My Irish great-grandmother was a warbler. Dorothy Norton played the concertina, smoked a Meerschaum pipe, and was always singing. My mom said the house was like living in a small wooden birdcage with a very vocal canary.
Great-grandma Norton arrived in California right off a boat from Ireland in 1890, at the tender age of seventeen. Her family sent her solo to the land of gold promises. She was to find her brother, who arrived several years earlier to work in the mines, and suss out why he had stopped sending money back to the homeland. Her family owned a bakery in Northern Ireland that ensured they could feed their four sets of twins, but the stipend from California was still helpful.
Dorothy not only found her brother who had started a family of his own, she also acquired a sea captain husband. They built a tiny brown-shingle house in Oakland, and she remained thoroughly Irish until she died at the age of seventy-two. My mother remembers that there was always a lap to sit in, for by the time she was born, three generations were living in that same miniature brown-shingle house near Lake Merritt in Oakland. Her grandmother was always singing ditties, reciting limericks, baking soda bread, and swearing in a brogue so thick no one could understand her profanities.
My mom sang around our house, too. Unfortunately, the talent and urge she inherited from Dorothy Norton did not get passed on to me. For one, I’ve not a drop of Irish blood in me—I’m adopted.
Years of growing up experiencing my family’s musical penchant for song, as well as hearing reports from travelers to the Emerald Isle, made me decide to test my theory that all the Irish can sing on a recent trip to Ireland.
The Wild Writing Women, my writing group and travel companions, waltzed into McDaid’s Pub in Dublin on our first night on the isle of green. I turned to some curly-haired, friendly lads at the stools nearby and asked, “Can you sing?”
Without a blink of an eye, or an incredulous shrug, off they went into a full-blown song. In harmony, even. Disgusting. I can’t carry a tune or even remember more than one verse. This inability to break out into song has turned into a cultural handicap. Go ahead—ask your American friends to sing a song for you. Embarrassed huffs and excuses will ensue, and then finally, after more insistent goading, they might croak out one verse of some inane song like, “Inagodadavida” or “Mary Had a You-Know-What.” Yikes! Pathetic.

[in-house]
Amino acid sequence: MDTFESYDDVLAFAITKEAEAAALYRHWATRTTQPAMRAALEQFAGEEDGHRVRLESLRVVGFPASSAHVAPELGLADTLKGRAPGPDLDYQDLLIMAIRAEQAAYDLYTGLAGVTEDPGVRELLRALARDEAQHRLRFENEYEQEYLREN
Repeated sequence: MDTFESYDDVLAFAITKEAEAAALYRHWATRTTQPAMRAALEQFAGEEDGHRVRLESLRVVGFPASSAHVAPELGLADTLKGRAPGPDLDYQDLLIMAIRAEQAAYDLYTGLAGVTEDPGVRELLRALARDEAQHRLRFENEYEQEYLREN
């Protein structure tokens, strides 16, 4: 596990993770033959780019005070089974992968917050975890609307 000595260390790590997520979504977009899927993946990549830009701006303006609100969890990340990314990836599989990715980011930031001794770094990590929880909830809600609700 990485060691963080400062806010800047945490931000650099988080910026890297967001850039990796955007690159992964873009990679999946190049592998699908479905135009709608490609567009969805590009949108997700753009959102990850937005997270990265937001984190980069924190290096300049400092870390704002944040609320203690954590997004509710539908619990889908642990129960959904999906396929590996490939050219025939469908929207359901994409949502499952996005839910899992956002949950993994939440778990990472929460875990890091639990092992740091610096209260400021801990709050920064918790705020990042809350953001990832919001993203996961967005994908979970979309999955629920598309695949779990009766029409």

Back to the pub…
The lads enthusiastically sang their hearts out and then said, “Now it’s youse turn.”
A memory arose, freezing my vocal chords: The same request only several years ago in Poland where I was invited to participate in a kayak rally. Our team of five Americans, not one of them with a lyric in them, digging about for a tune to sing together to the insistent, drunk Poles—who had already regaled us with half a dozen musical tidbits—until we finally decided on “Joy to the World”—of Three Dog Night fame, not the Christmas carol.
Somehow, now, in a distant pub in Ireland, I did not see that particular song being the godsend for the Wild Writing Women chorus. How long could we hold these gentlemen at bay with wimpy excuses like, “my throat is sore” or “I have to go to the bathroom”?
“Of course ye can chirp!” was their united response of misguided belief in us.
One of the Wild Writing Women finally saved our collective asses by suggesting a patriotic ditty, “The Star Spangled Banner.” We knew at least the first several stanzas. The men at the pub joined in. Of course, they knew all the lyrics.
Several pints later, they pointed out in a jolly manner that our American national anthem was originally a poem set to the tune of a popular British drinking song, written by John Stafford Smith for the Anacreontic Society (ironically, a men’s social club in London).
Not only could these Irish gents sing on key, they knew our national history in more depth than we did. Well, we had to do better than that to restore respect.
Looking down, I noticed my red leather shoes. A moment of clarity and insight! Humming the theme song to the Wizard of Oz, my gal choir joined in and we soared into inspired homemade lyrics that went something like this:
Somewhere Over the Rainbow
Americans can sing…
This was one tune that the blokes at the bar didn’t know the lyrics to…